It was the Hanging Gardens of Babylon that were a wonder of the entire ancient world, but the hanging gardens of Buck O’Neill Builders are still at least a small marvel in the firm’s San Francisco headquarters. The 1,600-square-foot office, which is nearly complete, will achieve LEED Silver or Gold certification, and its innovative air system is far from its primary green feature. “We’ve gone through great efforts to think outside of the box on this project,” firm president Buck O’Neill says.

The office’s wooden cubicle cladding reuses 100 percent of the demolition material from a LEED residential project also under construction by the firm, and 98 percent of the interior finishes are zero-VOC. The floating wood staircase is constructed of 100 percent locally reclaimed wood—from Petaluma, California, O’Neill says—and the finishing touch of the staircase is a 3’ x 4’ landing made from  the endgrain of a reclaimed tree. A contractor friend offered the lumber at the point of demolition, and O’Neill snapped it up, noting that it resembles the endgrain in the company logo.

All of the wood cladding for Buck O'Neill's office cubicles were salvaged from a home the company is building in San Francisco. Photo: Bruce Damonte.

Designed by Buck O’Neill and fellow contractor Chris Whitney as a vertical vegetable garden, the plant biofilter operates as a pair of hanging sections that will purify indoor air. O’Neill says he is not aware of a similar system anywhere in San Francisco. Though the biofilter does not fit any of the standard LEED criteria, O’Neill is hoping that the system will be recognized for its ingenuity.

“It’s not like this has never been done before; it’s just never been done to this extent for something like a small office,” he says. The system consists of two panels of vertically suspended hydroponic plants, and a system of baffles and fans draws air through the office and into the biofilter. “In theory, the toxins in the air from a standard office environment, which the plants thrive on, will attach to the roots of the plant,” O’Neill says. “Then the clean air moves back out to the office. Once I have the office indoor air quality tested, that will show us if our efforts have worked.”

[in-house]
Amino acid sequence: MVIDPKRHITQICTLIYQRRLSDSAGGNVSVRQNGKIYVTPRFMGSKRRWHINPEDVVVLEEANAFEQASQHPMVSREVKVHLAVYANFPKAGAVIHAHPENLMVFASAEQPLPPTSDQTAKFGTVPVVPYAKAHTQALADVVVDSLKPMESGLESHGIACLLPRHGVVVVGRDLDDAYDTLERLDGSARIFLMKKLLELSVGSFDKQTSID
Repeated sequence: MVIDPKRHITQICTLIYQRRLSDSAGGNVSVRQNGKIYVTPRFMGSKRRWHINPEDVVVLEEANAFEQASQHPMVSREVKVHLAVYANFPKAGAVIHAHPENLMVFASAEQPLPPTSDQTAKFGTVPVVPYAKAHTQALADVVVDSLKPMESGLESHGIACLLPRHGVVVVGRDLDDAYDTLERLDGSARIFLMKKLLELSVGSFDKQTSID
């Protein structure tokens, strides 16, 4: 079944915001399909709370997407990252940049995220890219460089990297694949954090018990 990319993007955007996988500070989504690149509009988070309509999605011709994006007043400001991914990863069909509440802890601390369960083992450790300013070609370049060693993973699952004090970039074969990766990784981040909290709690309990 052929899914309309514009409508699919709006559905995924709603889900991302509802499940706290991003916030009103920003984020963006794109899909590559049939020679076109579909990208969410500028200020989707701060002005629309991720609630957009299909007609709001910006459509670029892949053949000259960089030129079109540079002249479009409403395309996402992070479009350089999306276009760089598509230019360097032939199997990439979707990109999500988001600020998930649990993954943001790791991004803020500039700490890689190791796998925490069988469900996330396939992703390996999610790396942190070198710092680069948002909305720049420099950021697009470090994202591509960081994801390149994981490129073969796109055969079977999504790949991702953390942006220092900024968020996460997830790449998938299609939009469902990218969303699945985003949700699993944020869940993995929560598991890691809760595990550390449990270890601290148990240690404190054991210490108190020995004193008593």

This floating staircase was built from reclaimed timber. It also uses a no-VOC finish. Photo: Bruce Damonte.

In the bathroom, the builders used cork penny tile, cork for the flooring, and a low-flow faucet and toilet. Photo: Bruce Damonte.

The sleek office design represents a change of pace for the building firm, which specializes in residential renovations. “Historic housing is what we do; it’s our bread and butter,” O’Neill says, “but it was nice to do the office in an ultra-modern style.”

The firm’s historic housing projects include one O’Neill has nicknamed The Castle. Once owned by the colorful “Sunny Jim” Rolph, San Francisco’s mayor from 1912 to 1931, the Tudor-style mansion was said to house his mistresses. “The thing I love about it is the owners are going to live the rest of their lives in that house,” O’Neill says. “That actually doesn’t happen for us that often here in the Bay.”

Self-performing nearly all carpentry and minimizing the use of subcontractors means that O’Neill keeps prices competitive. Yet with the historic-housing requirements imposed by city codes, replicating vintage elements is often no small feat. “That has been one of the big, painstaking aspects,” O’Neill says. “If we remove something, we have to replace it as we took it off. [On one Edwardian-era mansion], we actually had to go through and create an entire photo plan of all of the aspects of all of the elevations of the house. … We referenced this plan, per window per square foot of this house, to build it exactly in kind.”

O’Neill says his goal is a lifetime of sustainable construction. “Let’s say I make it to 80 years old,” he says. “I would like to look back on my life and say that I built this way, that our projects were responsible, that I succeeded in offsetting.”